The EF 28mm f/2.8 IS USM is similarly priced to the EF 24mm f/2.8 IS USM but costs a lot more than the EF 28mm f/1.8 USM which offers an even better maximum aperture (which is great for available light photography) but lacks an image stabilizer and cannot compete with the EF 28mm f/2.8 IS USM's good image quality. Chances are you already own a zoom lens covering the same focal length in which case you are probably most interested in the EF 28mm f/2.8 IS USM for its good image quality, compact size and the maximum aperture of f/2.8. Is this lens for you? I think it really depends on how you configure your kit. If you have use for the focal length / aperture combination the EF 28mm f/2.8 IS USM's rugged build quality and good image quality will leave no regrets."... [Source]

Video review by DigitalRevTV:




Show full Press Release

Canon U.S.A. Continues the Tradition of Incredible Optical Quality with the Introduction of Three New Lenses

LAKE SUCCESS, N.Y., February 7, 2012 - Canon U.S.A., Inc., a leader in digital imaging solutions, today announced two new versions of its coveted Wide Angle Lenses and a new version of its popular 24-70mm Standard Zoom Lens for professionals and  photo enthusiasts. The new EF 24-70mm f/2.8L II USM, EF 24mm f/2.8 IS USM and EF 28mm f/2.8 IS USM lenses use a rear focusing system, high-speed CPU, and a powerful ring-type Ultra Sonic Motor (USM) with optimized AF algorithms for faster auto focusing and sharp images. With large apertures these new lenses deliver beautiful, soft backgrounds for superior image quality.

"Our heritage is our optics with over 70 years of expertise, we look to continually further our promise to our users and deliver the ultimate image quality," said Yuichi Ishizuka, executive vice president and general manager, Imaging Technologies & Communications Group, Canon U.S.A. "These new lenses are powerful tools for photographic and video enthusiasts to pair with Canon cameras to help enable and enhance their creative vision."

Canon EF 24-70mm f/2.8L II USM Lens for Harsh and Rigorous Conditions
Canon continues the tradition of ensuring the Company's highest quality optical performance in its L-series lenses with the launch of the EF 24-70mm f/2.8L II USM zoom lens. This new version of one of Canon's most popular lenses utilizes one Super UD lens element and two UD lens elements to help achieve outstanding image quality throughout the full zoom range. The result is significantly reduced chromatic aberration in the outer area at wide-angle, high resolution and contrast in images and crisp clear edges around the subject. The lens coatings have been optimized to ensure exceptional color balance while minimizing ghosting, and reduced spherical aberration. With a circular nine-blade diaphragm, the lens delivers soft backgrounds and incredible bokeh.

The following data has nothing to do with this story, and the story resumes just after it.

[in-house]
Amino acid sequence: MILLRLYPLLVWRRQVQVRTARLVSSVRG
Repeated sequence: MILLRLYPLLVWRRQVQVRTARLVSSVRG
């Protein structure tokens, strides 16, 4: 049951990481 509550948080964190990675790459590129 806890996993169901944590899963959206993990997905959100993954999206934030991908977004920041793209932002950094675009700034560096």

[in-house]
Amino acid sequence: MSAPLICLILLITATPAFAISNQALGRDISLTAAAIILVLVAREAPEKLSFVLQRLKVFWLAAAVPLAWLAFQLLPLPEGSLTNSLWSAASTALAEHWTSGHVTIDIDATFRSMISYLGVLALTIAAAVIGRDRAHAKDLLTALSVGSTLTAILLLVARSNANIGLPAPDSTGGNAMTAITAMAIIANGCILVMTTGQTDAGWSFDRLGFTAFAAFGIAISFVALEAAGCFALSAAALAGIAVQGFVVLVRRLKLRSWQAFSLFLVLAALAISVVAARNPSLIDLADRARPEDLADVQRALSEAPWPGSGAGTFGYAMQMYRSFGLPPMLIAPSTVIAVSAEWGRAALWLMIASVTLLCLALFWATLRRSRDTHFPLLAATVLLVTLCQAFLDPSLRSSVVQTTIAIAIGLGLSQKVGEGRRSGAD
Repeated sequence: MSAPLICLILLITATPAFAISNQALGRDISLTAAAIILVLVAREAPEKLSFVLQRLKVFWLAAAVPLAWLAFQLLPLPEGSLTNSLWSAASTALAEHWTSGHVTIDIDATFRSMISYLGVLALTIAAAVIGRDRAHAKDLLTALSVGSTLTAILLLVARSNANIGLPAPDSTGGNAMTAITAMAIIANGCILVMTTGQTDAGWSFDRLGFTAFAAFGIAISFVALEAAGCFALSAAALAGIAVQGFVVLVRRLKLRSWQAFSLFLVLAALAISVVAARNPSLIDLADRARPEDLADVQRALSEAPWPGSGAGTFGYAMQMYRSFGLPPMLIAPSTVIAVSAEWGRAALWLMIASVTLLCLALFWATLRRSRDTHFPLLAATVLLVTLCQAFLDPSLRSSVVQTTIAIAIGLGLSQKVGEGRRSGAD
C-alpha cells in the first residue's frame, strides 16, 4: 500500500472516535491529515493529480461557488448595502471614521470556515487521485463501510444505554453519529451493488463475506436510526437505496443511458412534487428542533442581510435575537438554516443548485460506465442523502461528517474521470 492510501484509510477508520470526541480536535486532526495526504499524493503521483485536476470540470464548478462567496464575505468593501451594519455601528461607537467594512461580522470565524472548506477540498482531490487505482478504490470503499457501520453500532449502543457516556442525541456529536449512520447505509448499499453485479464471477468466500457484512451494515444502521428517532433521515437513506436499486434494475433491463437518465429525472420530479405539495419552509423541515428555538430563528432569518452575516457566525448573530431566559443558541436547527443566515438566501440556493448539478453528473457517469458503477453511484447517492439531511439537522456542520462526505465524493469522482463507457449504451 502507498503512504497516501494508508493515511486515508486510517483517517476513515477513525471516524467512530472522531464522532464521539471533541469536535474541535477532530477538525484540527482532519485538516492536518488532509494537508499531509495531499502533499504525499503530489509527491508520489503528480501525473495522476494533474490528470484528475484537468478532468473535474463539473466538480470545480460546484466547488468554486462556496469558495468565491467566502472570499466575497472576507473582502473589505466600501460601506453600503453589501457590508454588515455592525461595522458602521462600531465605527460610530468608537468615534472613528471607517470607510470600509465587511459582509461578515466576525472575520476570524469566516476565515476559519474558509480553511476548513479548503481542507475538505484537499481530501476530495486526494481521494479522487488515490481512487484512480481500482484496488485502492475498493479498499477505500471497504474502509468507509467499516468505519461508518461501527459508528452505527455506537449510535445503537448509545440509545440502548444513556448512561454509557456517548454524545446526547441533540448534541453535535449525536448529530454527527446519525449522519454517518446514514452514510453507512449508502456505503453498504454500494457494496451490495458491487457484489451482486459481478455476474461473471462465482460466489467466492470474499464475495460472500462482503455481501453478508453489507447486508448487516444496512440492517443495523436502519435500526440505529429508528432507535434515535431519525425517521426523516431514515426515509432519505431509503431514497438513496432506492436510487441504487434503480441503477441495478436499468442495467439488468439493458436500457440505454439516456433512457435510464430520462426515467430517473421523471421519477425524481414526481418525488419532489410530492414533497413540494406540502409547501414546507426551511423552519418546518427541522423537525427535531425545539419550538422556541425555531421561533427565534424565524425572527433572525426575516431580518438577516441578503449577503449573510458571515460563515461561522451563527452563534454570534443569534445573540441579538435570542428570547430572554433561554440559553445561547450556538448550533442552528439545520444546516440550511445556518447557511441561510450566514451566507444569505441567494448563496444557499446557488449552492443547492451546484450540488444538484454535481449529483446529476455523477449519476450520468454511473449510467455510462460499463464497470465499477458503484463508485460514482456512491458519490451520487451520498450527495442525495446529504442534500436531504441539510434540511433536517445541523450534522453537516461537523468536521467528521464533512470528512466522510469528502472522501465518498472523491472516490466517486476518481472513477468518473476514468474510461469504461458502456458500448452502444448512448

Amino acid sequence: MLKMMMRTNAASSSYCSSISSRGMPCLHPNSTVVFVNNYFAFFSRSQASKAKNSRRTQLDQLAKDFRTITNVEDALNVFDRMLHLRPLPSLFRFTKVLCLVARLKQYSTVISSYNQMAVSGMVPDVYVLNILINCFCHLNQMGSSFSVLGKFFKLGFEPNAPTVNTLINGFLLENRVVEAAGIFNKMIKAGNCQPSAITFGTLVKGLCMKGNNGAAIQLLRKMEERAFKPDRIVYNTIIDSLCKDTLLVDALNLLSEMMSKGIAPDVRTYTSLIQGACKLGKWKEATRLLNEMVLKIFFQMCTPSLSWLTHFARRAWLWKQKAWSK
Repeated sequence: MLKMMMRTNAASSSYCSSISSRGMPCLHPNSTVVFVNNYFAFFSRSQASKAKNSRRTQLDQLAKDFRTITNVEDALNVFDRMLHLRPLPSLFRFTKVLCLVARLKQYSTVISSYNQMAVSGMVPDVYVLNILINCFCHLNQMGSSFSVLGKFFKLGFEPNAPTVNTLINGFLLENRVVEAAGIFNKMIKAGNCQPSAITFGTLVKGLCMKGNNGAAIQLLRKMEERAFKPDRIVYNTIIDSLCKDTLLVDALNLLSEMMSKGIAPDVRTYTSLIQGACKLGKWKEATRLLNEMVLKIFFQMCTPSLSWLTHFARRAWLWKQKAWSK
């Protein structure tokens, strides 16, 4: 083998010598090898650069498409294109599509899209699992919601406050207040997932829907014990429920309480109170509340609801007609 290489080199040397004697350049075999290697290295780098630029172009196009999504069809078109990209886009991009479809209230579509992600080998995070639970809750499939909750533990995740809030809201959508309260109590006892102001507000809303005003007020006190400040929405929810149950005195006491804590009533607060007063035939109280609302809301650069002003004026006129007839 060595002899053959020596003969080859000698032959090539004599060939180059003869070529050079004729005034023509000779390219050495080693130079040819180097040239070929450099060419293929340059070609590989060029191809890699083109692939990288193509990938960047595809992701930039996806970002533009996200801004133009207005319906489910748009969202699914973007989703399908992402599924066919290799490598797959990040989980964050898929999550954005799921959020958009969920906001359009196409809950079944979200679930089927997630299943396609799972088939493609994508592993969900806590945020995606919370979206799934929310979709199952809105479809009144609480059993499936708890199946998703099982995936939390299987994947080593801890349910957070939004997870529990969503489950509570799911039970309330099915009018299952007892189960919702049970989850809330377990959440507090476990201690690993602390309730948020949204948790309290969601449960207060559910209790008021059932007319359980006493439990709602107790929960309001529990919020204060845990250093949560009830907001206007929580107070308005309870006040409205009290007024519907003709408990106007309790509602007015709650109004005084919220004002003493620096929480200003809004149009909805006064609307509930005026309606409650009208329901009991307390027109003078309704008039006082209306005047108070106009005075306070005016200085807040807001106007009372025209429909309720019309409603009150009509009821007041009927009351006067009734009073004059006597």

In demand by architectural, corporate, adventure and professional photographers of nearly every discipline, the EF 24-70mm f/2.8L II USM lens combines amazing image quality with enhanced durability. Highly resistant to dust and water, the new lens has enhanced durability and weather sealing. The lens also features a zoom lock lever to secure the zoom position for safe transport, and fluorine coatings on the front and rear glass surfaces to reduce smears and fingerprints, making it an ideal lens regardless of the conditions.

The EF 24-70mm f/2.8L II USM lens is expected to be available in April for an approximate retail price of $2,299.00.

Canon Standard Prime Lenses with Optical Image Stabilizer: EF 24mm f/2.8 IS USM & EF 28mm f/2.8 IS USM
Empowering landscape and wide-angle photographers with improved optical performance, Canon has upgraded both its EF 24mm and EF 28mm lenses with Image Stabilization technology and Ultrasonic Motor-powered auto focus. Both lenses feature Canon's Optical Image Stabilizer technology providing up to four shutter speed stops of correction. With the Optical Image Stabilizer turned on, photographers can capture sharp wide-angle images in low-light settings reducing the need for a flash or a tripod. New aspherical lens elements improve the peripheral image quality and a seven-blade circular diaphragm delivers beautiful, soft backgrounds. The silent and smooth operation of each lens makes them ideal choices for shooting video as well. The EF 24mm f/2.8 IS USM and EF 28mm f/2.8 IS USM lenses each have a minimum focusing distances of 0.20m and 0.23m, respectively.

The EF 24mm f/2.8 IS USM lens is expected to be available in June for an approximate retail price of $849.99, while the EF 28mm f/2.8 IS USM lens is expected to be available in June for an approximate retail price of $799.99.